Despite these complaints, Zeitz is successful in achieving his goal--to demonstrate the ways that Catholic and Jewish political subcultures throughout the postwar era remained distinctly ethnic, contributing to an early breakdown of the New Deal coalition with a growth of grassroots radicalism on one hand and grassroots conservatism on the other hand. Like other recent historians, such as Lisa McGirr, who have argued that modern conservatism was not impelled solely by a racist backlash against the 1960s civil rights movement, Zeitz is able to uncover more complexity and depth in postwar conservative politics than earlier historians acknowledged. To be sure, Zeitz does note--and indeed he spends a good deal of time addressing--the ways that race shaped white ethnic New Yorkers in the years after World War II. Indeed, portraits of white ethnic conservatives in the 1960s as racists with axes to grind emerge from the pages of White Ethnic New York with surprising frequency. These portraits might seem better suited to a text like Jonathan Rieder's Canarsie (1985), which emphasized the backlash of the 1960s. But Zeitz rightly tempers these portraits with an emphasis on the fact that Jews remained a part of the New Deal coalition in the 1960s and 1970s, while Catholics began to abandon the coalition in local politics in the 1940s. He thus adds to a growing body of literature that complicates our understanding of the rise of conservatism after World War II.
There are other ways, too, that Zeitz's book offers us a perspective into the postwar era that is complex and fresh, dovetailing with a number of historians' new understandings of the era. Along with a growing number of historians, such as Lawrence Baron, Rona Sheramy, and Hasia Diner, he offers significant evidence that the Nazi genocide of six million Jews affected the American Jewish population during the 1940s and 1950s, not just in the 1960s, as traditional historical literature previously argued. Zeitz also pays important attention to the regional, ethnic, class and religious dimensions of white radicalism in the 1960s, a subject that has traditionally been overlooked, but is now being considered by scholars like Douglas Rossinow and Michael Staub. Zeitz offers an important contribution to this growing trend.
Perhaps the most important success of White Ethnic New York is to push historians to consider the salience of ethnicity in the post-World War II era. Much of the most recent and influential historical literature on white ethnic Americans, such as Matthew Frye Jacobson's Whiteness of a Different Color (1998) and David Roediger's Working Toward Whiteness (2005), has tended to reject the political significance of ethnicity and to emphasize instead the significance of "whiteness," analyzing the ways that the privilege of having white skin shaped European immigrants' experiences in the United States. Although some historians have described somewhat different trajectories of the transition of European immigrants from "Poles" or "Italians" to "whites," they have all generally suggested that World War II was the end point, the moment when the racial division between black and white came to supersede all other possible racial identities for European immigrants. Even recent works that have sought to complicate the narrative of whiteness, such as Eric Goldstein's excellent book, The Price of Whiteness (2006), have used World War II as a date that marked the end of ethnic distinctiveness (for American Jews, in Goldstein's case). Although he does not disagree with the general argument of "whiteness" scholars, Zeitz's book importantly points out that whiteness did not arrive immediately in the wake of World War II, and instead urges us to pay attention to the ways that ethnicity continued to have real meaning in people's social and political lives in the post-World War II era. For that reason above all others, White Ethnic New York is an important and valuable text for scholars of ethnicity and race in the twentieth century.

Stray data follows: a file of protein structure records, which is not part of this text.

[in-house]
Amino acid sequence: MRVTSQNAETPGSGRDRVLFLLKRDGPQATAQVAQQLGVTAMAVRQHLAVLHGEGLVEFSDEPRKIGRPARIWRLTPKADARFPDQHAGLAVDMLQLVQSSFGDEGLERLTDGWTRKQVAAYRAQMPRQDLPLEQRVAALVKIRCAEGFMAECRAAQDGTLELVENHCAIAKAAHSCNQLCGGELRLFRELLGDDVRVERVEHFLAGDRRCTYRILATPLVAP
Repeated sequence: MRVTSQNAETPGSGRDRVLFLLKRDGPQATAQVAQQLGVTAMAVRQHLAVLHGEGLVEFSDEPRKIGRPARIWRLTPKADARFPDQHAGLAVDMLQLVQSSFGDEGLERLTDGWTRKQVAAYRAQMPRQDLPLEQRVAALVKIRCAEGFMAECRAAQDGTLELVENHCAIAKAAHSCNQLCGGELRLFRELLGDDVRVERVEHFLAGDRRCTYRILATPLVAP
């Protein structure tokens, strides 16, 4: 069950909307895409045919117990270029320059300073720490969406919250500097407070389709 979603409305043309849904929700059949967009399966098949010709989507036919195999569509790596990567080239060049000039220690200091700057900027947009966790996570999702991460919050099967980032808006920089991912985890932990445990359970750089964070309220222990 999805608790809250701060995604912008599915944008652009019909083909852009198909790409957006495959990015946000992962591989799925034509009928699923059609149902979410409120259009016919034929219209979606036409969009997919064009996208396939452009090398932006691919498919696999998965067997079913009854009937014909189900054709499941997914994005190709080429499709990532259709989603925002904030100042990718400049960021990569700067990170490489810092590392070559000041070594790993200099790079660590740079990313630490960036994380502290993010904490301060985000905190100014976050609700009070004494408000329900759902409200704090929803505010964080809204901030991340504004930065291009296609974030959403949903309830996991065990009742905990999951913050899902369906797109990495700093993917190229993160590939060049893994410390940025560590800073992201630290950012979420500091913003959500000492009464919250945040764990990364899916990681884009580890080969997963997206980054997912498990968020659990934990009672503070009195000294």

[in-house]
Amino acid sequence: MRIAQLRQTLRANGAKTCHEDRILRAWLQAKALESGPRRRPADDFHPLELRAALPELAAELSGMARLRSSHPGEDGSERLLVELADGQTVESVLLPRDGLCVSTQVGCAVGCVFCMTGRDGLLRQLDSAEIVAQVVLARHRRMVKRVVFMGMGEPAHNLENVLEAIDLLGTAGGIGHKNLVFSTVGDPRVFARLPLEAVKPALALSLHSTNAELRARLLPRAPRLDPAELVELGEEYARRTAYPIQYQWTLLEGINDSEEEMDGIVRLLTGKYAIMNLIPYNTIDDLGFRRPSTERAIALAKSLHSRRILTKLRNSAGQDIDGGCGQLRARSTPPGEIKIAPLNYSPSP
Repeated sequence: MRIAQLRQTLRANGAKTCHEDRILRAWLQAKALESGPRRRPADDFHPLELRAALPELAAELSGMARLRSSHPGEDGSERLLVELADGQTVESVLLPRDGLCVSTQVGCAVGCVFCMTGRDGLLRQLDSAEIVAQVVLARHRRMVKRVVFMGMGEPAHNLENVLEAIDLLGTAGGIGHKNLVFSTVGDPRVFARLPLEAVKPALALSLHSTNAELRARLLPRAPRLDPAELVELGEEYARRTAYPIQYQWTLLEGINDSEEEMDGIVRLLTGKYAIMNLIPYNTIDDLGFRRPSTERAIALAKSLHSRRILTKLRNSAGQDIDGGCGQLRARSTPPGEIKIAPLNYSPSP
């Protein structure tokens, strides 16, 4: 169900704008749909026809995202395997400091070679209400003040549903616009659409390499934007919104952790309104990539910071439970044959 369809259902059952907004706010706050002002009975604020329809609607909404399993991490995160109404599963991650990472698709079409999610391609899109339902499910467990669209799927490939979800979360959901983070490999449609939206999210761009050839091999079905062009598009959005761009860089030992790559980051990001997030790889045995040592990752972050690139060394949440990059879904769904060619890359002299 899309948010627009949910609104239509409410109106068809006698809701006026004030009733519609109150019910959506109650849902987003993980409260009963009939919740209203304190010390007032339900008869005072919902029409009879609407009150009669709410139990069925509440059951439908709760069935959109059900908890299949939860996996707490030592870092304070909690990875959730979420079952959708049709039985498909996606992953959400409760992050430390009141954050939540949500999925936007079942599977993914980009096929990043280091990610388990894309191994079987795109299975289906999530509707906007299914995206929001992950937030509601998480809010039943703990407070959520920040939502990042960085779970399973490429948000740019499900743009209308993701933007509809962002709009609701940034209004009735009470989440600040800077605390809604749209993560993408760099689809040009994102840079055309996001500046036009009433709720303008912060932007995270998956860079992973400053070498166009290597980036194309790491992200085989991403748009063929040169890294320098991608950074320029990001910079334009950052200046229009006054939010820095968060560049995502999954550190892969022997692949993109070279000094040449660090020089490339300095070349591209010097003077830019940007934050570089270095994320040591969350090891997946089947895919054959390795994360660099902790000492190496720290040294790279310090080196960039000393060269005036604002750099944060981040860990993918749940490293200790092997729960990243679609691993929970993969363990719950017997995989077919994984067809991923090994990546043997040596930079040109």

. Lisa McGirr, Suburban Warriors: The Origins of the New American Right (Princeton, NJ: Princeton University Press, 2001).
. Lawrence Baron, "The Holocaust and American Public Memory, 1945-1960," Holocaust and Genocide Studies 17, no. 1 (2003): 62-88; Rona Sheramy, "'Resistance and War': The Holocaust in American Jewish Education, 1945-1960," American Jewish History 91, no. 2 (2003): 287-313; and Hasia Diner, "Post-World-War-II American Jewry and the Confrontation with Catastrophe," American Jewish History 91, nos. 3-4 (2003): 439-467.
. Douglas Rossinow, The Politics of Authenticity: Liberalism, Christianity, and the New Left in America (New York: Columbia University Press, 1998); and Michael Staub, Torn at the Roots: The Crisis of Jewish Liberalism in Postwar America (New York: Columbia University Press, 2002).
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Kirsten L. Fermaglich. Review of Zeitz, Joshua M., White Ethnic New York: Jews, Catholics, and the Shaping of Postwar Politics.